• 47 regional scientists and conservation organization staff provided oral presentations.
  • 31 regional scientists and conservation organization staff provided poster presentations.
  • 183 total attendees included 20 undergraduate students included 8 from the University of Wisconsin-Milwaukee, 6 from Carroll University, 3 from UW-Whitewater, 2 from UW Madison, and 1 from Marquette University.
  • 177 people were from Wisconsin, 4 were from Illinois, and 2 were from Michigan.
  • Of the total of 183 attendees, 149 had pre-registered, and 34 were walk-in registrations on the days of the conference.

Our goals for the 2108 conference include:

  • Additional undergraduate student and agency participation at the presenter and attendee level.
  • Additional attendance overall.
  • Enriching/improving content areas and organization of presentations/posters.
  • Promotion enhancements (local news outlets, Chamber of Commerce notification, Facebook, Instagram, other social media and website messaging.

*** Bryan and I and the Observatory have a 2018 Urban Birds grant from USFWS. This has several moving parts, two of which h are:

  • Native Plants in the City Workshop at Milwaukee’s Urban Ecology Center.
  • Aerial insectivore urban monitoring project: including survey planning for Chimney Swifts & Common Nighthawks.

*** Related to the last item mentioned above, we have multiple roles in the Wisconsin Bird Conservation Initiative Annual Meeting, this year focused on aerial insectivores: http://www.wisconsinbirds.org/

WGLBBO Director’s Report March 1, 2018

WGLBBO Director’s Report

March 1, 2018 

W. Mueller, WGLBBO Director

AERIAL INSECTIVORE NEWS: Our “Urban Birds” Project (with its urban aerial insectivore monitoring at the core) grant from USFWS gets underway this spring, with meetings now taking place, workshops in the planning stages, and Bryan Lenz working on the GIS aspects this month.

In other aerial insectivore news, the Midwest Aerial Insectivore Discussion Group that I manage continues to gain new members (now at 93 members region-wide): https://www.facebook.com/groups/1581381955435390/

JOINT VENTURE NEWS: Bryan and I participated in the recent Joint Venture meetings. Bryan gave a presentation on the Midwest Migration Network. What is the JV? The U.S. Fish and Wildlife Service definition for a joint venture is “a self-directed partnership of agencies, organizations, corporations, tribes, or individuals that has formally accepted the responsibility of implementing national or international bird conservation plans within a specific geographic area or for a specific taxonomic group, and has received general acceptance in the bird conservation community for such responsibility”. Working both collectively and independently, JV partners conduct activities in support of bird conservation goals cooperatively developed by the partnership. There are 18 habitat JVs in the nation today, and JVs are recognized as the standard for effective, science-based delivery of bird conservation through partnerships.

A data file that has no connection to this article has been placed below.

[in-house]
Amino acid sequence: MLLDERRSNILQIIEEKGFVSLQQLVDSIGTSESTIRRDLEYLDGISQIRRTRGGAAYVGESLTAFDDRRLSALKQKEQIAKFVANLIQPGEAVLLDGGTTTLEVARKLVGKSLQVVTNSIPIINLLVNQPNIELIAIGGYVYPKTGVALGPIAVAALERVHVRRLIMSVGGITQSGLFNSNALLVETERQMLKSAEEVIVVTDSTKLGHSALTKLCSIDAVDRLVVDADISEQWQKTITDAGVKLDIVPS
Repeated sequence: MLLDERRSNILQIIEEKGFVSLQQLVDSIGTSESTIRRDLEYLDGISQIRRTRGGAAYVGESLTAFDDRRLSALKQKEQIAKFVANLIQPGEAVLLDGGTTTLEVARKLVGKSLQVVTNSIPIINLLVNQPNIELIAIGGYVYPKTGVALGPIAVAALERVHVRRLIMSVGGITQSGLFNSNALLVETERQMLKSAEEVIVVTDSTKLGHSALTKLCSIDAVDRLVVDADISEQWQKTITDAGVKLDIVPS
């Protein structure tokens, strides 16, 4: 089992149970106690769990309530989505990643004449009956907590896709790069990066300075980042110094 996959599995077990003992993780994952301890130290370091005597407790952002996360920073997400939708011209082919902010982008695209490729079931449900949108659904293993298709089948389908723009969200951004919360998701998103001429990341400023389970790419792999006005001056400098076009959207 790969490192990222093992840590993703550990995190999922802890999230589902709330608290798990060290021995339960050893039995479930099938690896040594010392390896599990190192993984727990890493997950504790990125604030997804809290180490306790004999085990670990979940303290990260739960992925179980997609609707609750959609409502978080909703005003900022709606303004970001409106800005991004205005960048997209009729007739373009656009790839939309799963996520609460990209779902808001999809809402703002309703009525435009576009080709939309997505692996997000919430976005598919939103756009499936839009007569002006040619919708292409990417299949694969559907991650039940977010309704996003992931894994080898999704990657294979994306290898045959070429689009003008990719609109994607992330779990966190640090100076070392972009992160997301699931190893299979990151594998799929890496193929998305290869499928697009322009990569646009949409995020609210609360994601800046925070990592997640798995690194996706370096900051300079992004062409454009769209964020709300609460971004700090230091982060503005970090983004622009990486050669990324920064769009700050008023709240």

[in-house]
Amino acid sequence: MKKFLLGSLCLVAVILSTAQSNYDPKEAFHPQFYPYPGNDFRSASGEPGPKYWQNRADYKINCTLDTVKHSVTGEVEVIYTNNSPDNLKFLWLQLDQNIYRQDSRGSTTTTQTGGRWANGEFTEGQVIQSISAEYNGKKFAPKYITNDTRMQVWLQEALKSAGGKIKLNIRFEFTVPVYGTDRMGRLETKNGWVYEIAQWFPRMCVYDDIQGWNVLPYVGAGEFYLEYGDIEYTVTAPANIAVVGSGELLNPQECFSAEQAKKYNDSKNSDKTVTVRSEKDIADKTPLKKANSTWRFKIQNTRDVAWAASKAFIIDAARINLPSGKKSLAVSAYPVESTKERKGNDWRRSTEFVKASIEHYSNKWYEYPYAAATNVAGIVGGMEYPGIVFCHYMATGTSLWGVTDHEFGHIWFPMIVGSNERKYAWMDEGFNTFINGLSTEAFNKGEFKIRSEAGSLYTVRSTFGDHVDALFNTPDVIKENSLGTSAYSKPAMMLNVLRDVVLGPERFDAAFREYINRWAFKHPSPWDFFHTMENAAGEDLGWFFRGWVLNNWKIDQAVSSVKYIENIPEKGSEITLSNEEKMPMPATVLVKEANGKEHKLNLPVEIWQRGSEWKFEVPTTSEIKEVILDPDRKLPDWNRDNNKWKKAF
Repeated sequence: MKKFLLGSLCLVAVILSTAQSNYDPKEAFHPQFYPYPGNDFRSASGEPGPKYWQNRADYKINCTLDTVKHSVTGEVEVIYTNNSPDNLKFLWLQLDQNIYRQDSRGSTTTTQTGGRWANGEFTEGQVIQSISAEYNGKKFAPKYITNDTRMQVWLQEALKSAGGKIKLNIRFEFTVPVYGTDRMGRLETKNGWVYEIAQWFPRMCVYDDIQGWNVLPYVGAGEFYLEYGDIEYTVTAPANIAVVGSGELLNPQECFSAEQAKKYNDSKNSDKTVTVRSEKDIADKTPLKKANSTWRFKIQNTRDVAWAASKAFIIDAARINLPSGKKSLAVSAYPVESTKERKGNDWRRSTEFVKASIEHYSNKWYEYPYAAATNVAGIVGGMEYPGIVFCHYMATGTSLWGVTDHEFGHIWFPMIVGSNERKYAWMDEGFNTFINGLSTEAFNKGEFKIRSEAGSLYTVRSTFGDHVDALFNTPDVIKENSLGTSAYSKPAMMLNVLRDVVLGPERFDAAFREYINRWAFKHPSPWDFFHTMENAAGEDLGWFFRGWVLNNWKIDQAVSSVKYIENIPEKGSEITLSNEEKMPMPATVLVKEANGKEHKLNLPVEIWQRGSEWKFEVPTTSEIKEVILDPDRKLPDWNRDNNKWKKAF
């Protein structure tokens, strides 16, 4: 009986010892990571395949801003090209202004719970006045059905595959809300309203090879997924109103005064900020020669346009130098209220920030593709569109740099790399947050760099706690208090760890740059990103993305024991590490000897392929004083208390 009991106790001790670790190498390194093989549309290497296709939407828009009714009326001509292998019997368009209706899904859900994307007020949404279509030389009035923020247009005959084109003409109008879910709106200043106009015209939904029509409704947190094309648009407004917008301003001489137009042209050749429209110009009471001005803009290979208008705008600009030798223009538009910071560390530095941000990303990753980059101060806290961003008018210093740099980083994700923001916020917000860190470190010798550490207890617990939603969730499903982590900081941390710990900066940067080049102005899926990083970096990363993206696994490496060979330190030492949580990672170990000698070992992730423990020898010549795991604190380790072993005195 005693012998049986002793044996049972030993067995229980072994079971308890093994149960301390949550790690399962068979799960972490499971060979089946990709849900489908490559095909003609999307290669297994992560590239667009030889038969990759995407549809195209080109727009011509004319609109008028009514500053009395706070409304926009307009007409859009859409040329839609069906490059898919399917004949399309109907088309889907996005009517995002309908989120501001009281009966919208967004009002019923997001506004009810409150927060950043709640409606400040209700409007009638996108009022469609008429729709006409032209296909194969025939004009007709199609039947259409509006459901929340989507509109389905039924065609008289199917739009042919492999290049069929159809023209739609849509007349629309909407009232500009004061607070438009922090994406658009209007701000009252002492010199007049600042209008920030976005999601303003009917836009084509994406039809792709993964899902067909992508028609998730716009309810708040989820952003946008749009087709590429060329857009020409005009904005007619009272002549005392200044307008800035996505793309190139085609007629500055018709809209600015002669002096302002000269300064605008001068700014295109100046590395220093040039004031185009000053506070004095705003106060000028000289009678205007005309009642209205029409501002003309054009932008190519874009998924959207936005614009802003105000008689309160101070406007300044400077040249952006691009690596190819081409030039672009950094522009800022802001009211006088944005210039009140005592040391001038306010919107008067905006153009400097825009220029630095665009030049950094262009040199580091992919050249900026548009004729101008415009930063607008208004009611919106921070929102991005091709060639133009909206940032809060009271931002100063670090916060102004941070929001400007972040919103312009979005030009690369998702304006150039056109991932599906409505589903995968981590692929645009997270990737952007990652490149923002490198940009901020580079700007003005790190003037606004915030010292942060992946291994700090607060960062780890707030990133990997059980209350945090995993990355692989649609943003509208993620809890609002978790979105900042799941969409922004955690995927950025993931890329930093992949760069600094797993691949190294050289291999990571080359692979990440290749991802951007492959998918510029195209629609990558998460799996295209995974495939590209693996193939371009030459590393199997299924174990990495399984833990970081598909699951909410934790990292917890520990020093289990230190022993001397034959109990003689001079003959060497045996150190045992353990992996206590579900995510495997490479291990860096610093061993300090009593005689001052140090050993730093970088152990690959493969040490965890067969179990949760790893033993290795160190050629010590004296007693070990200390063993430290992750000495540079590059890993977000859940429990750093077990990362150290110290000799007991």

KESTREL PROJECT UPDATE: We will hold our Statewide Kestrel Partnership meeting on March 19th, from 1:00 to 3:00 pm. I coordinated with many state partners to organize this event.

A brief description of the purpose for this meeting: Our colleagues from The Peregrine Fund are coming to Wisconsin to meet with us to improve kestrel nestbox data gathering and project coordination. There are some exciting new developments this year, including a new smartphone app for data.

We are seeking new partner groups to join us, and simultaneously help to improve kestrel numbers while providing data for research.

We are also very interested in sharing all current WI kestrel breeding records with the ongoing Wisconsin Breeding Bird Atlas II, and we'll talk about how to do that if participants in the nestbox effort aren't already doing so. The meeting will be held in Columbia County, at a University of Wisconsin Agricultural Research Station.

I am the new state coordinator for the Kestrel Partnership for WI.


March 10, Birding America Conference in Chicago: Mike Reese and I present on the Atlas.


April 7 (tentative) Nocturnal Field Trip – 2-3 Door County Blocks

Western Regional Kickoff – April 14, 8:30 a.m.–12:30 p.m. National Eagle Center 50 Pembroke Ave, Wabasha, MN 55981.  Tom Prestby, Mike Reese, and I are presenters. Optional afternoon field trip.

Eastern Regional Kickoff - April 21, 12–4:30 p.m. Sturgeon Bay Library 107 S 4th Ave, Sturgeon Bay, WI 54235.  Tom Prestby, Mike Reese, and I are presenters. Optional evening field trip.

OFFSHORE SURVEY NEWS: I participated in, and presented our Great Lakes Commission offshore survey project poster at the "State of Lake Michigan" conference in Green Bay, where I joined a number of great colleagues from UWGB: